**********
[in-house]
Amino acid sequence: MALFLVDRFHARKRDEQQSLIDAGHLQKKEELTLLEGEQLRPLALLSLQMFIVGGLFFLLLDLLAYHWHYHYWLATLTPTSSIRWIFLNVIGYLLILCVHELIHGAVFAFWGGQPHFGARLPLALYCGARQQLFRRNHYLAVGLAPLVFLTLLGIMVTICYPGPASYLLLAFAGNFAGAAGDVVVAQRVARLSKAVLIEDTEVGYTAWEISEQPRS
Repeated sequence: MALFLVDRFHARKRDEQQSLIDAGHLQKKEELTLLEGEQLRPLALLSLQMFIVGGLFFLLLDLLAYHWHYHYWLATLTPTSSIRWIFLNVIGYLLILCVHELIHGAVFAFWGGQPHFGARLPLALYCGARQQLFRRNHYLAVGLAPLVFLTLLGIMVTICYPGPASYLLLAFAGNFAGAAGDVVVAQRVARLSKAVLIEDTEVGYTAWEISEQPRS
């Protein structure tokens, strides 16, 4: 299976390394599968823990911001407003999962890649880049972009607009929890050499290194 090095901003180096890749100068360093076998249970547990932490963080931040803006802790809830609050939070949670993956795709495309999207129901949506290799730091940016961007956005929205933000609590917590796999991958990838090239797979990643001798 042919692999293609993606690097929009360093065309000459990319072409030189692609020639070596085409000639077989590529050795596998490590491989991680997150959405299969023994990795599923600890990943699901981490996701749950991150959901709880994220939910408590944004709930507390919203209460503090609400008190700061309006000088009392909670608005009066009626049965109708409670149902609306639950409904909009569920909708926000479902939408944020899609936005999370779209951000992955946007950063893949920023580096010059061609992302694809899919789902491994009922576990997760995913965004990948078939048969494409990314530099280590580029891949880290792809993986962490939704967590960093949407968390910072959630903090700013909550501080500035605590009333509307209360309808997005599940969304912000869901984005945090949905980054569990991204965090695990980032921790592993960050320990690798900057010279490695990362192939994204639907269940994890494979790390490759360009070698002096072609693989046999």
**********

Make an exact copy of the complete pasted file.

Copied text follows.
[in-house]
Amino acid sequence: MALFLVDRFHARKRDEQQSLIDAGHLQKKEELTLLEGEQLRPLALLSLQMFIVGGLFFLLLDLLAYHWHYHYWLATLTPTSSIRWIFLNVIGYLLILCVHELIHGAVFAFWGGQPHFGARLPLALYCGARQQLFRRNHYLAVGLAPLVFLTLLGIMVTICYPGPASYLLLAFAGNFAGAAGDVVVAQRVARLSKAVLIEDTEVGYTAWEISEQPRS
Repeated sequence: MALFLVDRFHARKRDEQQSLIDAGHLQKKEELTLLEGEQLRPLALLSLQMFIVGGLFFLLLDLLAYHWHYHYWLATLTPTSSIRWIFLNVIGYLLILCVHELIHGAVFAFWGGQPHFGARLPLALYCGARQQLFRRNHYLAVGLAPLVFLTLLGIMVTICYPGPASYLLLAFAGNFAGAAGDVVVAQRVARLSKAVLIEDTEVGYTAWEISEQPRS
């Protein structure tokens, strides 16, 4: 299976390394599968823990911001407003999962890649880049972009607009929890050499290194 090095901003180096890749100068360093076998249970547990932490963080931040803006802790809830609050939070949670993956795709495309999207129901949506290799730091940016961007956005929205933000609590917590796999991958990838090239797979990643001798 042919692999293609993606690097929009360093065309000459990319072409030189692609020639070596085409000639077989590529050795596998490590491989991680997150959405299969023994990795599923600890990943699901981490996701749950991150959901709880994220939910408590944004709930507390919203209460503090609400008190700061309006000088009392909670608005009066009626049965109708409670149902609306639950409904909009569920909708926000479902939408944020899609936005999370779209951000992955946007950063893949920023580096010059061609992302694809899919789902491994009922576990997760995913965004990948078939048969494409990314530099280590580029891949880290792809993986962490939704967590960093949407968390910072959630903090700013909550501080500035605590009333509307209360309808997005599940969304912000869901984005945090949905980054569990991204965090695990980032921790592993960050320990690798900057010279490695990362192939994204639907269940994890494979790390490759360009070698002096072609693989046999």